Sudan's military council has said that talks with protesters over installing civilian rule have been suspended for 72 hours. Talks have been marred by street violence, with several people wounded.
Sudan's military rulers have suspended talks with protest leaders to form a transitional body as they demanded protesters dismantle barricades set up around the capital, Khartoum.
Army generals and the umbrella opposition group Forces for the Declaration of Freedom and Change (FDFC) had been expected to agree on the composition of a joint military-civilian body to govern during a three-year transition period to pave the way for elections.
General Abdel-Fattah Burhan, chief of the ruling Transitional Military Council (TMC), said in a live broadcast that negotiations with protest leaders had been temporarily suspended "until a suitable atmosphere is created to complete an agreement."
Burhan said transportation arteries around Khartoum had been blocked and there was "infiltration of armed elements among demonstrators who were shooting at security forces."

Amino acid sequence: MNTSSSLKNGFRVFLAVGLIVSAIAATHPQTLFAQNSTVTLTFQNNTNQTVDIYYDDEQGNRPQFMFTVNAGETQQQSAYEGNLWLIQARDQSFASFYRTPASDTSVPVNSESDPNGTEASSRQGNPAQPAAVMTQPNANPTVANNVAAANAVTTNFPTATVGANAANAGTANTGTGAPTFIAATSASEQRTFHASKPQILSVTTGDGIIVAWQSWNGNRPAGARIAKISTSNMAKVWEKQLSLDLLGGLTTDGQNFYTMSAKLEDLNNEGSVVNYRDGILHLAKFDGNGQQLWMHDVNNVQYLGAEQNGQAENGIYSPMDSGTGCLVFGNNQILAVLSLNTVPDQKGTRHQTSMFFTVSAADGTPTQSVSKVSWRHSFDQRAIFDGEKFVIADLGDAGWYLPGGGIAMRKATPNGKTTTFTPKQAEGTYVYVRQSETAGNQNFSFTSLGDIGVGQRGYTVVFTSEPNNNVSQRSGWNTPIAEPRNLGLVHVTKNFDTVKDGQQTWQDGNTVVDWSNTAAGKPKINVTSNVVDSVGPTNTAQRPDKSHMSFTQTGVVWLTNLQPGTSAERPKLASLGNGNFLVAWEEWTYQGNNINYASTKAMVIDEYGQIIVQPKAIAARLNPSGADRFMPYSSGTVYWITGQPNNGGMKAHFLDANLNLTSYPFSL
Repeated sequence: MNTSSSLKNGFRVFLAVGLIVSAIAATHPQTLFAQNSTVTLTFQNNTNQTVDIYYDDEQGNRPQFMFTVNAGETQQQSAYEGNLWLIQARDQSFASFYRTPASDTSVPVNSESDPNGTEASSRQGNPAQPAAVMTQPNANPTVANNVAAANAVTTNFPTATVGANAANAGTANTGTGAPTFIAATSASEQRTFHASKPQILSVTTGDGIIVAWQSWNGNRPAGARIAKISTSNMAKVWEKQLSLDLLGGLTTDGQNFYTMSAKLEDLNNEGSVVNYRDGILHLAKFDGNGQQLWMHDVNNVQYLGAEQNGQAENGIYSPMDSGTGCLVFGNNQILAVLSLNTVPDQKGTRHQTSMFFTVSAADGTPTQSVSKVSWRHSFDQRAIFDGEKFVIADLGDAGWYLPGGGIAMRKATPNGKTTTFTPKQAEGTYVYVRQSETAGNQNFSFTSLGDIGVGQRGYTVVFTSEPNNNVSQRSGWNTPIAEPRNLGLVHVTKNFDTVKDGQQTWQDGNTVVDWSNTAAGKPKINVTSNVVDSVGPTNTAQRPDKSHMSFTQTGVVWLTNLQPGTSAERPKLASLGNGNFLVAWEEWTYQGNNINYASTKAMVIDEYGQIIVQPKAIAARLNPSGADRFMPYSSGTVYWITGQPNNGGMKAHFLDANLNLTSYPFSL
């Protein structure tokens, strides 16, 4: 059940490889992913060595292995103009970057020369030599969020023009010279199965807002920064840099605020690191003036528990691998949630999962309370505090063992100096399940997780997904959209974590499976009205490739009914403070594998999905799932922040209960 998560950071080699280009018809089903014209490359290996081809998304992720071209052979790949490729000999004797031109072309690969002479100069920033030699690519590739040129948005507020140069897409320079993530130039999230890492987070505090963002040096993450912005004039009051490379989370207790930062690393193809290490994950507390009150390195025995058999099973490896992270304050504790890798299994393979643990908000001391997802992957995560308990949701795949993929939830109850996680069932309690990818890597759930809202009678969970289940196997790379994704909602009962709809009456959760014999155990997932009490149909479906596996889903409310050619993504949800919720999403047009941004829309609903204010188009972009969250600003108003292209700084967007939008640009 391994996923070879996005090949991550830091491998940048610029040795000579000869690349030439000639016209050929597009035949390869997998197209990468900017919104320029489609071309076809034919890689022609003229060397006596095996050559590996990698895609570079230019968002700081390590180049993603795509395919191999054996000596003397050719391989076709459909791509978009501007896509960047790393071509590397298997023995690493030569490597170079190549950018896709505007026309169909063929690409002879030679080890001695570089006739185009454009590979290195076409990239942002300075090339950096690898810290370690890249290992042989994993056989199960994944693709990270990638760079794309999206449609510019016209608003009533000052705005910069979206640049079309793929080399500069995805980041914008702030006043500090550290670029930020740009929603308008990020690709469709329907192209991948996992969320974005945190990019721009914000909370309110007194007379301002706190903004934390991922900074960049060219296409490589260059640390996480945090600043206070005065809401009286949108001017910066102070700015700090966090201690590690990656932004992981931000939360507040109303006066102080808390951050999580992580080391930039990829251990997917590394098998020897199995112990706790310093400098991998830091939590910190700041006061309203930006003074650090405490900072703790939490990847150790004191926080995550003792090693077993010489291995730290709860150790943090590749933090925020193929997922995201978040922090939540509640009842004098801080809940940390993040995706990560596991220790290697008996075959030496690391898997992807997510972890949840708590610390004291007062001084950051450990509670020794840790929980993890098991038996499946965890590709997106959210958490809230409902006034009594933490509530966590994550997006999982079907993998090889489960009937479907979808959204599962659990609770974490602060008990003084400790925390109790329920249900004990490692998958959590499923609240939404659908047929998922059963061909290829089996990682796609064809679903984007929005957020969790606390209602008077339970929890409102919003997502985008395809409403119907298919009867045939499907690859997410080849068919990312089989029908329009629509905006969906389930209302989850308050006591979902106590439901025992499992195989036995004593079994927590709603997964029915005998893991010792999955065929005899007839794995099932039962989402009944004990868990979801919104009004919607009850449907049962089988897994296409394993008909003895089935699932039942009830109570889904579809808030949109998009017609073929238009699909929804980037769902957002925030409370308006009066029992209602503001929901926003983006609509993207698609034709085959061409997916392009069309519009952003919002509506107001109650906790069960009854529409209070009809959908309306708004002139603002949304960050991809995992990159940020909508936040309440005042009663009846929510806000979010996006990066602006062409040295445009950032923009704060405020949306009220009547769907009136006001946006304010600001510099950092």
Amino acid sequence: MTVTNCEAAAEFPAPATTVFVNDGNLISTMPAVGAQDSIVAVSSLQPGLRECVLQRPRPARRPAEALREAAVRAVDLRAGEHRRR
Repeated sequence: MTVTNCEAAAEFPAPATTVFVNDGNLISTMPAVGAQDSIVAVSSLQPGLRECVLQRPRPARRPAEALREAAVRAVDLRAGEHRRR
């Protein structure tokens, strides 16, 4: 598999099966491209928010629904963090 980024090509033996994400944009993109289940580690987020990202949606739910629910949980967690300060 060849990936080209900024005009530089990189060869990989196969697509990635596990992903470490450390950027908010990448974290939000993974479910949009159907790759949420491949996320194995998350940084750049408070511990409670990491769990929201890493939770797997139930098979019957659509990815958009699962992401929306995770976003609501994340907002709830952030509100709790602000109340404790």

He said the TMC had decided to remove all barricades set up outside a designated zone where protesters have engaged in a sit-in since April 6 outside the Defense Ministry.
Talks marred by violence
Discussions between the two sides that started on Monday to determine the makeup of the transitional body have been overshadowed by violence.
Both sides have accused the other of provoking the violence, which left six dead on Monday at a protest sit-in and another nine wounded on Wednesday.
The Sudanese Professionals' Association, which spearheaded months of protests that led to President Omar al-Bashir's ouster in April, have accused security forces and the paramilitary Rapid Support Forces of shooting on protesters.
They have also expressed concern that forces loyal to al-Bashir may be attempting to stir up unrest to undermine any political deal.
Protesters have demanded a swift transition to civilian rule, fearful that military rulers will replace one dictatorship with another.